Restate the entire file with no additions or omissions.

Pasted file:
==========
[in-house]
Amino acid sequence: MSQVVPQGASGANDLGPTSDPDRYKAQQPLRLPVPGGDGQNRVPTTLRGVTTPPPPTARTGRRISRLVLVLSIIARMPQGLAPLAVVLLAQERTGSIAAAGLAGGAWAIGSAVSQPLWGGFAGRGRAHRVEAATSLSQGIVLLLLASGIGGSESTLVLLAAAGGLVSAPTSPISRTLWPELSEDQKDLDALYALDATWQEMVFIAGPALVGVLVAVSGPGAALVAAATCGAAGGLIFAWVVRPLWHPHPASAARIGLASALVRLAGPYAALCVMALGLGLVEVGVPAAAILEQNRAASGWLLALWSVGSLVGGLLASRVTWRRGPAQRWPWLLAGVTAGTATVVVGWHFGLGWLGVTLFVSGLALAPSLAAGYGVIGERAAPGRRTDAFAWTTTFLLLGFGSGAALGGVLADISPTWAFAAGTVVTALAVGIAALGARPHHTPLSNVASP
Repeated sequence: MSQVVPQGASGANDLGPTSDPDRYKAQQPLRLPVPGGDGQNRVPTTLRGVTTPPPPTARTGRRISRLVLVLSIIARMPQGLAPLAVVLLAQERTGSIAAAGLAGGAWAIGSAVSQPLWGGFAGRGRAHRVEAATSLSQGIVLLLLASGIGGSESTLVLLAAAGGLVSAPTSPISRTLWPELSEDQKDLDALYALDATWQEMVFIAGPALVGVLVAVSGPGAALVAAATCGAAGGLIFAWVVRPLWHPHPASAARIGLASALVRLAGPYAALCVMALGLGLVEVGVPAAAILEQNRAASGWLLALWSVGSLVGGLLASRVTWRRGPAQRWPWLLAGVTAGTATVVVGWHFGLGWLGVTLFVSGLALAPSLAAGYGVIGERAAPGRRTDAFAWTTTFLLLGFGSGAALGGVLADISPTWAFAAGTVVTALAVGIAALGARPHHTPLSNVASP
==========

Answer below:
[in-house]
Amino acid sequence: MSQVVPQGASGANDLGPTSDPDRYKAQQPLRLPVPGGDGQNRVPTTLRGVTTPPPPTARTGRRISRLVLVLSIIARMPQGLAPLAVVLLAQERTGSIAAAGLAGGAWAIGSAVSQPLWGGFAGRGRAHRVEAATSLSQGIVLLLLASGIGGSESTLVLLAAAGGLVSAPTSPISRTLWPELSEDQKDLDALYALDATWQEMVFIAGPALVGVLVAVSGPGAALVAAATCGAAGGLIFAWVVRPLWHPHPASAARIGLASALVRLAGPYAALCVMALGLGLVEVGVPAAAILEQNRAASGWLLALWSVGSLVGGLLASRVTWRRGPAQRWPWLLAGVTAGTATVVVGWHFGLGWLGVTLFVSGLALAPSLAAGYGVIGERAAPGRRTDAFAWTTTFLLLGFGSGAALGGVLADISPTWAFAAGTVVTALAVGIAALGARPHHTPLSNVASP
Repeated sequence: MSQVVPQGASGANDLGPTSDPDRYKAQQPLRLPVPGGDGQNRVPTTLRGVTTPPPPTARTGRRISRLVLVLSIIARMPQGLAPLAVVLLAQERTGSIAAAGLAGGAWAIGSAVSQPLWGGFAGRGRAHRVEAATSLSQGIVLLLLASGIGGSESTLVLLAAAGGLVSAPTSPISRTLWPELSEDQKDLDALYALDATWQEMVFIAGPALVGVLVAVSGPGAALVAAATCGAAGGLIFAWVVRPLWHPHPASAARIGLASALVRLAGPYAALCVMALGLGLVEVGVPAAAILEQNRAASGWLLALWSVGSLVGGLLASRVTWRRGPAQRWPWLLAGVTAGTATVVVGWHFGLGWLGVTLFVSGLALAPSLAAGYGVIGERAAPGRRTDAFAWTTTFLLLGFGSGAALGGVLADISPTWAFAAGTVVTALAVGIAALGARPHHTPLSNVASP